LYNNE, the sonic architect of ELECTRIC LIGHT ORCHESTRA,
builds on the group's formidable legacy with
'Zoom', their first album of new material in 15 years
on Epic. But it's been well worth the wait, as 'Zoom' showcases
Lynne's prodigious talent and unbridled musical passion
on 13 songs, including 'Moment In
Paradise', 'State Of Mind'
and 'Melting In The Sun'.
is now available in the UK
(Epic 502500 2), USA (Epic
85336) and Japan (Sony SRCS 2466). The Japanese domestic
edition features an excellent bonus track, 'Long
Black Road', plus an additional 24-page black and
white lyric booklet plus sleeve notes (all in Japanese).
produced and performed by Jeff Lynne, the album mixes many classic
widescreen ELO elements - the layered harmonies, ringing guitars,
melodic rushes, string arrangements and rootsy rock stylings -
with the shimmering sonic touches he brought to other projects
as a producer (George Harrison's 'Cloud
Nine'; Tom Petty's 'Full Moon
Fever', Petty and The Heartbreakers 'Into
The Great Wide Open'; Roy Orbison's hit 'You
Got It') and as a member of the Traveling Wilburys,
with Harrison, Bob Dylan, Orbison and Petty, on their two
albums (1988's 'Volume 1' and 1991's
general body of work of ELO actually goes all the way back from
a couple of cellos and a violin to a 40-piece orchestra and a
30-piece choir at its biggest and most expansive," reflects
Lynne. But the strings on Zoom, he points out, "are not over
the top- there are just little string quartets and little violin
Zoom, Lynne handles lead vocals, backing vocals, lead guitar,
rhythm guitar, cello, piano, keyboards, bass and drums. He's joined
at various points on Zoom by such guests as George Harrison
(slide guitar on 'A Long Time Gone',
'All She Wanted') and Ringo Starr
(drums on 'Easy Money', 'Moment
in Paradise') as well as vocalist Rosie Vela and
cellist Suzie Katayama.
standout tracks like 'Melting In The Sun',
'Really Doesn't Matter At All' and
'Stranger On A Quiet Street' feature
Lynne's signature, layered vocals, while 'In
My Own Time', 'Lonesome Lullabye'
and 'Ordinary Dream' showcase the
more orchestral ELO sound.
says his musical relationships with Harrison, Dylan, Orbison and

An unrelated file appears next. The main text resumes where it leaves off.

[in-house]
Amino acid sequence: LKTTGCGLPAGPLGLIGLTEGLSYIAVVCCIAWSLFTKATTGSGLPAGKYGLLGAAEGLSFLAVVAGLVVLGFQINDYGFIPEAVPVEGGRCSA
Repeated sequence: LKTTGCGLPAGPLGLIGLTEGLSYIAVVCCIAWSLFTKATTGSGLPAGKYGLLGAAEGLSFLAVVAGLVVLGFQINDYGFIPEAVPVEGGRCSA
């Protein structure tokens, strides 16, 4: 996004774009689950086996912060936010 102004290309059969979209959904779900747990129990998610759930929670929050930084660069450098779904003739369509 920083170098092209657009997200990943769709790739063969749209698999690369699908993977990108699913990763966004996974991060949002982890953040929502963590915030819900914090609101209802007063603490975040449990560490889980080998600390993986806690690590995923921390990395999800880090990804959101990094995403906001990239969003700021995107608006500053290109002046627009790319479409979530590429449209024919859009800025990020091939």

Petty influenced how he sculpted the ELO sound on Zoom.
"Working with them broadened my
mind and I thought, 'What if I applied this new knowledge to a
new ELO album? I'd probably see it differently and do it differently.'
I have learned a lot working with all those guys, all my favourite
guys. It was a total pleasure. I suppose bits of them rubbed off
on me and it opened me up more. I was always locked away, working
Zoom's 13 songs were recorded over the period of two
and a half years at the British artist's Los Angeles home recording
studio and in various rooms throughout the house, utilising the
built-in dramatic acoustics. "It's
interesting in that respect," says Lynne. "You actually
get different sounds than you probably would in a studio. I prefer
natural-sounding wood and the echo of different rooms." Lynne
adds, with a laugh, "Sometimes in the bathroom I've got an
songs on Zoom draw on life's "ups
and downs, you know," Lynne explains. "Some
of them are about just trying to do as good as you can when things
don't work out. Sometimes there are loose ends that you can never
tidy up," adds Lynne about relationships that
falter. "But it's also about trying
to learn to trust your instincts and do what you feel is right."
Lynne reveals that "these
words actually came to me much faster than they used to in the
old days because I was basing them more on things that have happened
to me. These lyrics are more heartfelt than ones in the past."
waiting for the release of Zoom, ELO fans luxuriated in the newly
issued 'Flashback', a three-CD box
set compiled by Lynne that spans ELO's entire career from 1970
to 1986. Between 1974 and 1981, the multi-million selling ELO
enjoyed a remarkable 17 Top 40 hits - among them 'Evil
Woman', 'Strange Magic', 'Telephone
Line', 'Can't Get It Out Of My Head',
'Don't Bring Me Down', 'Shine
A Little Love', 'Hold On Tight' and
'Livin' Thing' - and became a major
arena and stadium draw. The group's shows were sonic and visual
spectacles, including massive flying saucers and vibrant light
53-track (Epic/Legacy) collection includes seven previously unreleased
tracks, plus alternative mixes and rare demos plus liner notes
by Rolling Stone's David Wild and track-by track comments
from Lynne. The set encompasses the group's 21 U.S. and U.K. chart
singles, ranging in time from the seminal '10538
Overture' ("the very birth
of the realisation of the sound" says Lynne, recorded
in 1970 with Roy Wood when they were still in The Move)
and 'Roll Over Beethoven' (the song
that brought ELO to the American top 40 for the first time in
1973) all the way to 'Calling America'
(ELO's final top 20 hit of 1986). The final ELO album was 1986's
'Balance of Power'. In 1990 LYNNE
released a solo album, 'Armchair Theatre'.
"I think the long-distance gap of
15 years gave me a very good perspective of what I did earlier",
says Lynne reflecting about 'Zoom'.
"I've learned a
lot during that time."